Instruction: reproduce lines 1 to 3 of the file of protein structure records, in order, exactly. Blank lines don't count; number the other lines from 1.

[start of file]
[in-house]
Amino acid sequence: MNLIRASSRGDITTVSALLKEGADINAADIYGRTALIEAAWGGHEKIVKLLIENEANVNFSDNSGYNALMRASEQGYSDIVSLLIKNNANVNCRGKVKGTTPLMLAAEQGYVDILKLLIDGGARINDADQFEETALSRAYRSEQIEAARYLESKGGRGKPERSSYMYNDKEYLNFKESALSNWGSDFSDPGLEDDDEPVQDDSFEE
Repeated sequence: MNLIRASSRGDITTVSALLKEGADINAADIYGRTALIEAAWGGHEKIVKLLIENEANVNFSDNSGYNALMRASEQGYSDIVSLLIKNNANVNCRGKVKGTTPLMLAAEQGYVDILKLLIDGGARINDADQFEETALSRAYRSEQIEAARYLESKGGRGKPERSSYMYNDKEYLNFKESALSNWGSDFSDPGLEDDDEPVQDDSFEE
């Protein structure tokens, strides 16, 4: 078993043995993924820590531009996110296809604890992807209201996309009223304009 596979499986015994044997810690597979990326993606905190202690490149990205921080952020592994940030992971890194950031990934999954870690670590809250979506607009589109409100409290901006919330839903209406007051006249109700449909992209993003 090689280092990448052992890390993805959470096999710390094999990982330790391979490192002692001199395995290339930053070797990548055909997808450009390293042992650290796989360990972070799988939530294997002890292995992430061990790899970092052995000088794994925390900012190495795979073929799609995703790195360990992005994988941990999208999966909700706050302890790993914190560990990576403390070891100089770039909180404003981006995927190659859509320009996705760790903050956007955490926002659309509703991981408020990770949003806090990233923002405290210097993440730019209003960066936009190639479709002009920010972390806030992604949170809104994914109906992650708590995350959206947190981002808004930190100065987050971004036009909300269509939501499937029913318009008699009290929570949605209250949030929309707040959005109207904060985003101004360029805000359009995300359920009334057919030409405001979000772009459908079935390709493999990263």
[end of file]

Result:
[in-house]
Amino acid sequence: MNLIRASSRGDITTVSALLKEGADINAADIYGRTALIEAAWGGHEKIVKLLIENEANVNFSDNSGYNALMRASEQGYSDIVSLLIKNNANVNCRGKVKGTTPLMLAAEQGYVDILKLLIDGGARINDADQFEETALSRAYRSEQIEAARYLESKGGRGKPERSSYMYNDKEYLNFKESALSNWGSDFSDPGLEDDDEPVQDDSFEE
Repeated sequence: MNLIRASSRGDITTVSALLKEGADINAADIYGRTALIEAAWGGHEKIVKLLIENEANVNFSDNSGYNALMRASEQGYSDIVSLLIKNNANVNCRGKVKGTTPLMLAAEQGYVDILKLLIDGGARINDADQFEETALSRAYRSEQIEAARYLESKGGRGKPERSSYMYNDKEYLNFKESALSNWGSDFSDPGLEDDDEPVQDDSFEE